Naturally, I adore Bean, who comes from the major northern city that is Sheffield, as I do, and who is so terribly . . . virile (though when I interviewed him in a car park behind King’s Cross Station a few years ago, and a security guard in a high-vis jacket approached us furiously shouting the odds, he ran and hid in his trailer, leaving yours truly to face the music). But let’s face it: he’s not exactly versatile, is he? The idea of him in a cassock, or even just a mud-coloured cardigan, made me laugh out loud.

Settling down to watch the series, however, I soon realised that no scoffing would be taking place. For one thing, Broken is hugely involving, its Dickensian plot (no spoilers here) as plausible as it is macabre. For another, in the present circumstances, its script seems to be rather daring. Not only is Father Michael Kerrigan shown – cover my eyes with the collected works of Richard Dawkins! – to be a good and conscientious priest, but his faith is depicted as a fine and useful thing. If he brings his besieged parishioners solace, he is sure to be carrying vouchers for the food bank as well.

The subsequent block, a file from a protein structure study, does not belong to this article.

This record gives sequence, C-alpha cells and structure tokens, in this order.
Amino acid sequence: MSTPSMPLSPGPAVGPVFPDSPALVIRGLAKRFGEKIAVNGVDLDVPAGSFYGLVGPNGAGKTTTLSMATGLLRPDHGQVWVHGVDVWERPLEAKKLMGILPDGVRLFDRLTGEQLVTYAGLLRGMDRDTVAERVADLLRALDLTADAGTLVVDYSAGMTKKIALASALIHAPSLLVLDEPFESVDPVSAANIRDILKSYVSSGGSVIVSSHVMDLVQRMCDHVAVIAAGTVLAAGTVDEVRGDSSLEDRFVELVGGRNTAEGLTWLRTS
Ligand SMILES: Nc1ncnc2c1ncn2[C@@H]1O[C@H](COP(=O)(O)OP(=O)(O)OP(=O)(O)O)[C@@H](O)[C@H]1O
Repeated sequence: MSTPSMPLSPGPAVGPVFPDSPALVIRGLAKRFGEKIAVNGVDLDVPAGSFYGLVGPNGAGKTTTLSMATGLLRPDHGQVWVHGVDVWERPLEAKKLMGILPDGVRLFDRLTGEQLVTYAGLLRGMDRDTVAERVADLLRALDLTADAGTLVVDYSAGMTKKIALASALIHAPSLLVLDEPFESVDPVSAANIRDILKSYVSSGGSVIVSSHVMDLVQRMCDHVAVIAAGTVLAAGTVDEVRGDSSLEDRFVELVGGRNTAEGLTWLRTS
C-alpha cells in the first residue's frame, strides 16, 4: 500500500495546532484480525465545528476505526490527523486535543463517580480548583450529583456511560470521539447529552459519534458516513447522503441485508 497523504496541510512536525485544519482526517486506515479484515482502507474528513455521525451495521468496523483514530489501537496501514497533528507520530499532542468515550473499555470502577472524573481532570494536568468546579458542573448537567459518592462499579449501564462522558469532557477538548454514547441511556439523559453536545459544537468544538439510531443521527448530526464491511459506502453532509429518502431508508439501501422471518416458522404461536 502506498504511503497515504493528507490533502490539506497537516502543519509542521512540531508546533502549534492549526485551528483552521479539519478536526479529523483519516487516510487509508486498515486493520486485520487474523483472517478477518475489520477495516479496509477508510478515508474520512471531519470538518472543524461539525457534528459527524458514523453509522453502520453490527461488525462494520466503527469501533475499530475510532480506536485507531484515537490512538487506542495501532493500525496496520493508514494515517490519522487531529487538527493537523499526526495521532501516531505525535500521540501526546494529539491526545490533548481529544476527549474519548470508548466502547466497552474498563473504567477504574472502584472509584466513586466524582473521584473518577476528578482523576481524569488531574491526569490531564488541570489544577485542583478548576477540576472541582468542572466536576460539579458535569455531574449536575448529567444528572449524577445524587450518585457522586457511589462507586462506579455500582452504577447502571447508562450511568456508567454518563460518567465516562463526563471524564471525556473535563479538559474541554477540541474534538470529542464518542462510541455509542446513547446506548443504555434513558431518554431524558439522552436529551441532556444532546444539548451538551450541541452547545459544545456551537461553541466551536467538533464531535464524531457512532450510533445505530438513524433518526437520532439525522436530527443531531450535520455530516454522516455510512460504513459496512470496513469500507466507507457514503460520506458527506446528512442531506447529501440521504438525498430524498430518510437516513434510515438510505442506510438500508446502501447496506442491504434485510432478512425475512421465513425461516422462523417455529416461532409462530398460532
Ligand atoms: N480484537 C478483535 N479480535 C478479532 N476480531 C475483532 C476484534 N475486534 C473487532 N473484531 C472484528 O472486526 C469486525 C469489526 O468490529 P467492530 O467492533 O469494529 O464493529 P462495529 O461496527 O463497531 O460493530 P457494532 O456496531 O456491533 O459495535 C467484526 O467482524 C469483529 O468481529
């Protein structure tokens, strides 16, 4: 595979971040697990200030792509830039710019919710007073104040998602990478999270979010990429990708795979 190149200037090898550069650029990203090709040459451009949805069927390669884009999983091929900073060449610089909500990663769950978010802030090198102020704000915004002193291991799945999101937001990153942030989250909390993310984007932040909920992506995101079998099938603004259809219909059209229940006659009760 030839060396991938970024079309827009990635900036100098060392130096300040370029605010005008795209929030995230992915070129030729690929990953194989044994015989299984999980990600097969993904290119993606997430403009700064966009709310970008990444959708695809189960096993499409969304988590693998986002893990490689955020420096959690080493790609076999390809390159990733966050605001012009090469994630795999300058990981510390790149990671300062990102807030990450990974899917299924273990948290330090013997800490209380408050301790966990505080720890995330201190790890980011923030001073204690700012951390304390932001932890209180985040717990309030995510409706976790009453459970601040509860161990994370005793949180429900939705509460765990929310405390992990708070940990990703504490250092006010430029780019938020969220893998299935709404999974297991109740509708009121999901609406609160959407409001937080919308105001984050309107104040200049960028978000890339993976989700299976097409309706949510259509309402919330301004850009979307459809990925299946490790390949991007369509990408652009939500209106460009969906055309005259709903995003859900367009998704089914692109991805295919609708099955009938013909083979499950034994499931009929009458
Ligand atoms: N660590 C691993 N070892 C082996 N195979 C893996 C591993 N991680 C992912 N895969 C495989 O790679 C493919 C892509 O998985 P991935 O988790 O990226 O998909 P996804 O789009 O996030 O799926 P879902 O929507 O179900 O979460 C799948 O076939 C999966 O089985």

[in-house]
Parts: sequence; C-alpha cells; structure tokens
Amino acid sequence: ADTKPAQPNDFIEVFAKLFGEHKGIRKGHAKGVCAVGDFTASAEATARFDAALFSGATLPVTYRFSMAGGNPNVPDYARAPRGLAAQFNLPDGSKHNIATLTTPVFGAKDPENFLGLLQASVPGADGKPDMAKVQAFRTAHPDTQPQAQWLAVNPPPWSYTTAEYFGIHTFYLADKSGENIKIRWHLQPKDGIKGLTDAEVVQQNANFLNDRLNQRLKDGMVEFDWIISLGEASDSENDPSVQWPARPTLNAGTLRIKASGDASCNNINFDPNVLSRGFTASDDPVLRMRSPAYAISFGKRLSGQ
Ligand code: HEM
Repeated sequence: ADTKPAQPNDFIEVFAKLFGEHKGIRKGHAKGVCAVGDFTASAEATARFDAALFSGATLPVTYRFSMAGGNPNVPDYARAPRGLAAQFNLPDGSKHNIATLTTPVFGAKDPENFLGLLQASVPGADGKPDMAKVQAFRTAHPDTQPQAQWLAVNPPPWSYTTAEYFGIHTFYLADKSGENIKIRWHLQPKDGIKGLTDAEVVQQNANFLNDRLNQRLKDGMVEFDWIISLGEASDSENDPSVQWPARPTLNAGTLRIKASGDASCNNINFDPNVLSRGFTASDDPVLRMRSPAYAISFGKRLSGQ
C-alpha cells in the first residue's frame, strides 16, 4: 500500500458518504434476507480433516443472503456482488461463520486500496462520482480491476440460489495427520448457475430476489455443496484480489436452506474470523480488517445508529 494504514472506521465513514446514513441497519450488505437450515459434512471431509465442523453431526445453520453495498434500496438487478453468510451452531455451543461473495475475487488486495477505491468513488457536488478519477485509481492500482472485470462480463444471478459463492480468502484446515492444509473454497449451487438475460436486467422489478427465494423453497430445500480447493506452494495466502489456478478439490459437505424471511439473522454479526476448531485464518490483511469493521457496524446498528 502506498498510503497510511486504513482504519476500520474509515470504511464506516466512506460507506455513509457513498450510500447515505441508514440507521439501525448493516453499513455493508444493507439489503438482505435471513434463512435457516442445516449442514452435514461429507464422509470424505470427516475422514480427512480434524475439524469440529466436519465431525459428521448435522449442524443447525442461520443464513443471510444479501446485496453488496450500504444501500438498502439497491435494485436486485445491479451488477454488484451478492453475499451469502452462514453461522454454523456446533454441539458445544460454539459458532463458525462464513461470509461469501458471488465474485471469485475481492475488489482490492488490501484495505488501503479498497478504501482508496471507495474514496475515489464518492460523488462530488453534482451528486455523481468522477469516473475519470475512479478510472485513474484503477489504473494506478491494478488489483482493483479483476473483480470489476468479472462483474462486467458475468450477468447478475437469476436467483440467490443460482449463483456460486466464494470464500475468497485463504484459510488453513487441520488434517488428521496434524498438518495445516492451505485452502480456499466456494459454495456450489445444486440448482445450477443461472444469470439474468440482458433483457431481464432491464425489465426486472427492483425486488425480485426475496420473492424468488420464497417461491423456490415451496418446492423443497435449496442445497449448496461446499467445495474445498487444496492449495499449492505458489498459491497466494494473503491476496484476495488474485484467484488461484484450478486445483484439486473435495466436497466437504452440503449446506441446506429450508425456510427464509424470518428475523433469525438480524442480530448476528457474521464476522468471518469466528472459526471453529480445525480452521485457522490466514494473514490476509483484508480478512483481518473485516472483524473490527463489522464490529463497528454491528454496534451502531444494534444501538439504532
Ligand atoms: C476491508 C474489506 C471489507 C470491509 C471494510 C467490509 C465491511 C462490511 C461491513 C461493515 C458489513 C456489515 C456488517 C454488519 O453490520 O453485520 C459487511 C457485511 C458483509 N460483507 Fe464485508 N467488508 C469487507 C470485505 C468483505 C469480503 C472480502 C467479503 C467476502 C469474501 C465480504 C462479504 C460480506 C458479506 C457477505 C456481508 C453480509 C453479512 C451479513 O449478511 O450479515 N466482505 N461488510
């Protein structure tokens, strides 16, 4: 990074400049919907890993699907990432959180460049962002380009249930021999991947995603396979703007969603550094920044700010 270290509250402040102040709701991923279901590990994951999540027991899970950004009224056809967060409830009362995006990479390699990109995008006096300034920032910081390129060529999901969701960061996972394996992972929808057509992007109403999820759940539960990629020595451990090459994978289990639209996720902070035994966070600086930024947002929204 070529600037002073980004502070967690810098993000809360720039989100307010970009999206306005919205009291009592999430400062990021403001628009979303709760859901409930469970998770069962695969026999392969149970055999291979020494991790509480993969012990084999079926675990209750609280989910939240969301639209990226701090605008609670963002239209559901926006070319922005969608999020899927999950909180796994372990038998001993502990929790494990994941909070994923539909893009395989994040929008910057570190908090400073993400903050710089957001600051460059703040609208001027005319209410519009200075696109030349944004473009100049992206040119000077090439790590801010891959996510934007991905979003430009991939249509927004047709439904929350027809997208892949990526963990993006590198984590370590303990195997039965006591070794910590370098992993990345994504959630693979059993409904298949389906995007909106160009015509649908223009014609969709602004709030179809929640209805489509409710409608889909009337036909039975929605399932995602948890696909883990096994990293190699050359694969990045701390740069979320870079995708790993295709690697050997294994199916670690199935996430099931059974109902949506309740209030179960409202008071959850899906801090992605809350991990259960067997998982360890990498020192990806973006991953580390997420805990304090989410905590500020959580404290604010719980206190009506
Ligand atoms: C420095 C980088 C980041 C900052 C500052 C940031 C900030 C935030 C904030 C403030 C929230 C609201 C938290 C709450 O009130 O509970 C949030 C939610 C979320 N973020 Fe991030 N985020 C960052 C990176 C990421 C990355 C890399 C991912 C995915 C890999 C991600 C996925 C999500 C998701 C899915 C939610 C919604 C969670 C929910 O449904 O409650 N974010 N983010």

The flashbacks from which he suffers – in which his mammy can be heard calling him a “dirty, filthy beast” and a spiteful old priest is seen applying a cane to his hand – are undoubtedly clichéd. But they are also a device. Forty years on, he is happy to nurse his dying mother, and his love for God is undimmed: two facts that are not, of course, unrelated. How weirdly bold for a television series to set its face against the consensus that denigrates all things Christian as it never would any other faith.

I don’t for a minute buy Anna Friel as Christina, the gobby, broke single mother Kerrigan is determined to help. Even when covered in bruises – a bust-up at the betting shop – Friel manages to look glossy, and she never, ever quits acting (with a capital A), which is a drag. But Bean is such a revelation, I was able to ignore the voice in my head which kept insisting that a Catholic priest as young as he is – in this realm, “young” is a couple of years shy of 60 – would surely be Polish or African (I’m not a Catholic but I am married to one, for which reason I occasionally go to Mass).